This morning I listened in on the press conference with Comcast CEO Brian Roberts and Time Warner Inc. CEO Jeff Bewkes where they announced a 5,000 subscriber technical trial of TV Everywhere/OnDemand Online starting in July along with a set of "principles" guiding their efforts. Primarily the trial will test the security of the authentication technology.
TW will make available TNT and TBS programs in the trial, and will offer additional programs over time. Comcast plans to bring in other networks too. Both executives emphatically stated that for cable subscribers there will be no additional charge for online access. The companies clearly hope to use the trial and the publicity that will surround it to galvanize interest from other cable operators and programmers.
The partnership effectively unifies the companies' disparate initiatives so that paying video subscribers will be "authenticated" to receive certain cable network programming online. Up until now Comcast has been pursuing its own vision of online access under a plan it dubbed "OnDemand Online," while TW has been pursuing a plan it called "TV Everywhere." The essential difference between the two, as I wrote about here, was that Comcast planned to only make programs available on its owned sites (at least initially), which TW talked of multiple third parties gaining access as well, right off the bat.
I've been critical of TW's approach to date as I thought it was wildly ambitious and under-estimated the technical challenges involved in pulling off third party integration. On the other hand, Comcast's walk-before-you-run attitude seemed far more practical. On the call, Mr. Bewkes in particular continued to downplay the difficulty of authenticating third parties, a position I think is unrealistic.
Regardless, I've been supportive of the general idea that paying video subscribers gain online access to cable programs. While some decry this as antithetical to the open, free-flowing Internet ethos, and a plot by evil cable companies to control video on the 'net, I've seen it differently.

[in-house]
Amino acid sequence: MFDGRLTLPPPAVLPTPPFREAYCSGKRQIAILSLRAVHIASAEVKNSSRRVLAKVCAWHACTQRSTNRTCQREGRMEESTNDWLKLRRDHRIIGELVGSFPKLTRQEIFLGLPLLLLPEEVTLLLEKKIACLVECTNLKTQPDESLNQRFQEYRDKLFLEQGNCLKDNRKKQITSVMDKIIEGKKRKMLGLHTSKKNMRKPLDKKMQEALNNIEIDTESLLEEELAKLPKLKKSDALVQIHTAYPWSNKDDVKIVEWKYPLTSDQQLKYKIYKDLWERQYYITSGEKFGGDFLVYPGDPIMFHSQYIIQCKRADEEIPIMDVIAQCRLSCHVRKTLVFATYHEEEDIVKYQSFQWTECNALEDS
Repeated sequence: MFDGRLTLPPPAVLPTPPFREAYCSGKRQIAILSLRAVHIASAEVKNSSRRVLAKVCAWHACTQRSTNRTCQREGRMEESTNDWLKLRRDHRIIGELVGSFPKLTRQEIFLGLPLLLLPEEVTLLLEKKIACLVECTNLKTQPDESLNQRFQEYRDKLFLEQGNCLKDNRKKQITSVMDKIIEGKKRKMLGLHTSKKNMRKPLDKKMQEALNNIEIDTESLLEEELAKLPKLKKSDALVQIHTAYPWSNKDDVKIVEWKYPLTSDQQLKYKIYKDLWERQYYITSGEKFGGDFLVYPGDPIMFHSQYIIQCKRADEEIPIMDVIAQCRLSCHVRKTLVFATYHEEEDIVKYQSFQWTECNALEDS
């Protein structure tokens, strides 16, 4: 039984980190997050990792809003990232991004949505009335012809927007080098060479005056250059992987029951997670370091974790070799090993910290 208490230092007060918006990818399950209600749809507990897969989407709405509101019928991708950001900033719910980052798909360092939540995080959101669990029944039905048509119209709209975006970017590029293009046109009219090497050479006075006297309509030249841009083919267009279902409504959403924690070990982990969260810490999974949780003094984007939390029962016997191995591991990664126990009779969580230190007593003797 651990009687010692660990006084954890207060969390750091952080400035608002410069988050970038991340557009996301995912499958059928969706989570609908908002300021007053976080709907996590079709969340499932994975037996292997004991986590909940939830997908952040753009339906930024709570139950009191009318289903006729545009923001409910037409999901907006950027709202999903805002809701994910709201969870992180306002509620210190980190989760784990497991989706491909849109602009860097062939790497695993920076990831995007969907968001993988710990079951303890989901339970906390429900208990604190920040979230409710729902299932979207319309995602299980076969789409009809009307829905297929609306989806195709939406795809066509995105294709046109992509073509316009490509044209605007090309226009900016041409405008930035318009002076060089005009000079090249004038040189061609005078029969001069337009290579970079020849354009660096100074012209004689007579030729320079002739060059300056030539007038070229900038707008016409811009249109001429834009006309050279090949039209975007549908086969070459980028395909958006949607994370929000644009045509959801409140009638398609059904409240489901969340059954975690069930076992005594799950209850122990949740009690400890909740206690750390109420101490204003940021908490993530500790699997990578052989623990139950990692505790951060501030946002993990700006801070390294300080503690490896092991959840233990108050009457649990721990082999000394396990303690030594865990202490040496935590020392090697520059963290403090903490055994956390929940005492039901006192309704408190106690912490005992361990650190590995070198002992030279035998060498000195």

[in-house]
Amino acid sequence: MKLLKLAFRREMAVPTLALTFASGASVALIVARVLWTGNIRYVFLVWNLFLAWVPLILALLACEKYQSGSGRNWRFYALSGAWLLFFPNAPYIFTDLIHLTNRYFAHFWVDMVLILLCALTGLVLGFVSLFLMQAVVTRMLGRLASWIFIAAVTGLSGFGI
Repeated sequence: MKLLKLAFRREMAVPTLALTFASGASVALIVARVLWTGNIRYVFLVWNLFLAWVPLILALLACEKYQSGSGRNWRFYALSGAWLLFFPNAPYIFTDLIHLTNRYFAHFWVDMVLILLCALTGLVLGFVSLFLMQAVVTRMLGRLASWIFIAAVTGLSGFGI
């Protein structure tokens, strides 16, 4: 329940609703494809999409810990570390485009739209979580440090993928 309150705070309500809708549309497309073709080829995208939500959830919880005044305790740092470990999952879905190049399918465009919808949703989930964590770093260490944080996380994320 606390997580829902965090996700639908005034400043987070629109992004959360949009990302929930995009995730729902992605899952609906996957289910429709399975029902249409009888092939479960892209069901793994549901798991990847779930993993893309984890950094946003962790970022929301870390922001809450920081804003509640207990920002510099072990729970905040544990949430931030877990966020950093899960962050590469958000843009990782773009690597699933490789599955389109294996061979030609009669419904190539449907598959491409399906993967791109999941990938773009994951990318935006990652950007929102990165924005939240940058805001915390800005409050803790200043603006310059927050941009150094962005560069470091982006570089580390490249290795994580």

The key is finding a model that's attractive to cable programmers (e.g. MTV, USA, CNN, etc) and consumers. Programmers benefit because they'd be provided with a viable online extension of their proven hybrid (monthly affiliate fee + advertising) business model. Until now they've been largely shut out of online distribution. That's because doing so for free would antagonize their cable/satellite/telco distributors who pay them around $25B/year. And that's before the point that free, ad-supported premium sites like Hulu have not yet proven themselves economically viable. Meanwhile, aside from a la carte paid download sites like iTunes/Unbox/others there hasn't been an online subscription model available to programmers.
These are some of the real, but often not well-understood business issues. Everyone wants something-for-nothing, and the Internet has too often set those expectations. But cable programmers need to get paid for their efforts so they can continue to deliver the quality programming consumers have grown accustomed to. The newspaper industry's woes offer tangible proof of what happens to an industry when its proven business model gets stripped away.
Despite what some skeptics say, consumers also stand to gain. All that great cable programming that's been locked to the set-top box in the home would now be available online. It sort of like cable's version of on demand Sling, but without any upfront or monthly charge (at least that's what we're hearing for now).
With TV Everywhere/OnDemand Online, Comcast and Time Warner are taking a solid step forward in delivering more value to their subscribers who increasingly live their lives online. Now they need to tamp down the hype and just focus on executing in a logical, user-friendly way.
What do you think? Post a comment now.